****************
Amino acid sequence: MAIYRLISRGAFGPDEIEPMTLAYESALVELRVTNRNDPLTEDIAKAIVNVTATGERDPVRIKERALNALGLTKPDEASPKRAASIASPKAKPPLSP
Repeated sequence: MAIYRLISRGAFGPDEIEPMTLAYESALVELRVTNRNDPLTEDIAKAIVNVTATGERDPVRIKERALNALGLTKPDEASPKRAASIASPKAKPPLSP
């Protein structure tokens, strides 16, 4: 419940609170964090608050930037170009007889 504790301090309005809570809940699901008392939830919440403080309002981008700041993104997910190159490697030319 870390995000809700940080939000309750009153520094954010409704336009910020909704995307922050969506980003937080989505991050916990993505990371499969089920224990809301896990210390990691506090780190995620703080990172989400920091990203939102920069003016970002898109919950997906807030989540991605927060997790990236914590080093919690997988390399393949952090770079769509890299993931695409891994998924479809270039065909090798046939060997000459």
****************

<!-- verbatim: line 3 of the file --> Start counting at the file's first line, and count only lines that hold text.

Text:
């Protein structure tokens, strides 16, 4: 419940609170964090608050930037170009007889 504790301090309005809570809940699901008392939830919440403080309002981008700041993104997910190159490697030319 870390995000809700940080939000309750009153520094954010409704336009910020909704995307922050969506980003937080989505991050916990993505990371499969089920224990809301896990210390990691506090780190995620703080990172989400920091990203939102920069003016970002898109919950997906807030989540991605927060997790990236914590080093919690997988390399393949952090770079769509890299993931695409891994998924479809270039065909090798046939060997000459």